Australia has made it onto a list of countries that will be part of a new “travel corridor” that will allow residents to travel to Europe and the UK without having to quarantine on arrival.
Representatives of the 27 member states of the European Union released a list of 15 “green light” countries whose residents will be allowed to enter from July 1.
In a written statement, UK Transport Secretary Grant Shapps said the British Government will “shortly begin to ease the health measures at the UK border” that will allow passengers to be “exempted from self isolation requirements” depending on where they travel from.
The UK Government will outline later this week which countries will be on the safe list, but the list essentially means people won’t have to stay home for 14 days when they arrive in the UK.
Unfortunately Australians are banned by the Federal Government from travelling abroad, with all residents requiring an exception from the Department of Home Affairs to leave the country.
So despite being a likely addition to the travel list, residents will likely not be able to enjoy a European holiday this year.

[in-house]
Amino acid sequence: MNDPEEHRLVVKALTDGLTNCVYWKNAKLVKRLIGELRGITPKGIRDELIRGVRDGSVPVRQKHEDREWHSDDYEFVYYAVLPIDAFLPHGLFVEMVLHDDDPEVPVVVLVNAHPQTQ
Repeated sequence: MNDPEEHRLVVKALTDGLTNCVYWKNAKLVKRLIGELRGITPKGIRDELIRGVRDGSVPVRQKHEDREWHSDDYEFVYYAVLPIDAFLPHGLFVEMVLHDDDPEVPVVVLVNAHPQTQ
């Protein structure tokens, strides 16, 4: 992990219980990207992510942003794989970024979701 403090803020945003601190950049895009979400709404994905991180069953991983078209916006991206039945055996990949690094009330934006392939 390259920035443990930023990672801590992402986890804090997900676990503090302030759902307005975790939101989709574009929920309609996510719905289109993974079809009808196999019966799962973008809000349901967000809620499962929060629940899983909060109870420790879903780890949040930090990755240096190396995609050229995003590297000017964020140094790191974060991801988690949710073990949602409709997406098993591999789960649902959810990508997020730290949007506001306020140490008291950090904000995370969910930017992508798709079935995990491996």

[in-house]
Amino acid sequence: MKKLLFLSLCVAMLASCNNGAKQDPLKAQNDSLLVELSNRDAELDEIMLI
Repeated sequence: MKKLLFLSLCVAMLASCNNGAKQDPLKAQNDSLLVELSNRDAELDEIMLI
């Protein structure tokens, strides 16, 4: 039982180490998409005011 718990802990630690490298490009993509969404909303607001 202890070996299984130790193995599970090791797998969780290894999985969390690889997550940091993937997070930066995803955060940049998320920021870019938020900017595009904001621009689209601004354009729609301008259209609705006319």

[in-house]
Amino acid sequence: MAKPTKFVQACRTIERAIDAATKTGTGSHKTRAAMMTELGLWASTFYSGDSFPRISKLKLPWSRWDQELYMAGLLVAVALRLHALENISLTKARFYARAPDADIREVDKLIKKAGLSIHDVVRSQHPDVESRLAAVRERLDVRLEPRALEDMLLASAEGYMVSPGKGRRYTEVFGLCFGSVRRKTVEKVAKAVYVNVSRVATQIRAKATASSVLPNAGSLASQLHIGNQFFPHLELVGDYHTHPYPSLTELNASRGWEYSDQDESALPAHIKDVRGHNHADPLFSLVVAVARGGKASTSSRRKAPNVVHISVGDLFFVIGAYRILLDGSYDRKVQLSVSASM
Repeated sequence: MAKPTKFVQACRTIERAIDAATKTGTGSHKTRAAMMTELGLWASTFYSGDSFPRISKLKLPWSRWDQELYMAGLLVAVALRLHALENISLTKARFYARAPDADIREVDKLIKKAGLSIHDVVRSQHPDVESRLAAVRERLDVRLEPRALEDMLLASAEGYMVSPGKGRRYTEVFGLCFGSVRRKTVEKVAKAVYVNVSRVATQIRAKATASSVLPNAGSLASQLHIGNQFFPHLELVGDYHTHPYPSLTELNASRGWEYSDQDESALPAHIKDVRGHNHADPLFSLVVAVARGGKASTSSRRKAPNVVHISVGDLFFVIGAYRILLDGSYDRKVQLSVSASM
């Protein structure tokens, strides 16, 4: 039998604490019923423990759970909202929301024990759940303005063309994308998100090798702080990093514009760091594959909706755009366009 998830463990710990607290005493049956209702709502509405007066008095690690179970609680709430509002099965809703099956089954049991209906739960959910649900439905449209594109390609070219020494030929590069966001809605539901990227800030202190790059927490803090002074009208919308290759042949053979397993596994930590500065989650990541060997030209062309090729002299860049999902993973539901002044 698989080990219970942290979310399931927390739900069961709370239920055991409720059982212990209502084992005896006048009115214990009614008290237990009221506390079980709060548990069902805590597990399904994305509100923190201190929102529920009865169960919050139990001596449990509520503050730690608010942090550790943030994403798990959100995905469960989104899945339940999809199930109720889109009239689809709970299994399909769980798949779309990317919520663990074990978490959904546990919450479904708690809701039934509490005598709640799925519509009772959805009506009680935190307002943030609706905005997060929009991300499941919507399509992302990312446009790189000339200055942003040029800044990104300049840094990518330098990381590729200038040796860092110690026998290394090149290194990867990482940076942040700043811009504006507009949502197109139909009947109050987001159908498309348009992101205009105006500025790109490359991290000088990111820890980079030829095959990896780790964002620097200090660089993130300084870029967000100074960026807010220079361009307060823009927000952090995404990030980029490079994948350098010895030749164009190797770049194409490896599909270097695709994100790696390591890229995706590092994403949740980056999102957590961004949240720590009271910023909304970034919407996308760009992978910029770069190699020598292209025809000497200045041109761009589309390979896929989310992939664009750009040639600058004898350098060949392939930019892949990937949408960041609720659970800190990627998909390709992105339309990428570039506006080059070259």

The air bridges – also known as travel corridors – will reportedly be set up between countries with lower levels of infection in a bid to boost tourism. The initial shortlist includes Algeria, Australia, Canada, Georgia, Japan, Montenegro, Morocco, New Zealand, Rwanda, Serbia, South Korea, Thailand, Tunisia and Uruguay.
The rules will apply to anyone coming in via plane, rail or boat, with the countries included on the list updated every two weeks.
According to The Sun, a traffic light system will be set up to show people whether the place they are returning from is safe enough they don’t have to isolate.
People coming back from green or amber countries will be exempt from quarantine, however, anyone coming in from a “red” alert country will still have to quarantine.
The US, Russia, Brazil and India, where infection rates remain high, are set to remain excluded from the list according to The Guardian.
For a country to make the list, they were selected on the basis of the reliability of their data, infection rates and reciprocity.
A key mark to meet was the average infection rate. The Guardian reports countries had to be comparable or better than the EU average infection rate, which sits at around 16 cases per 100,000 inhabitants.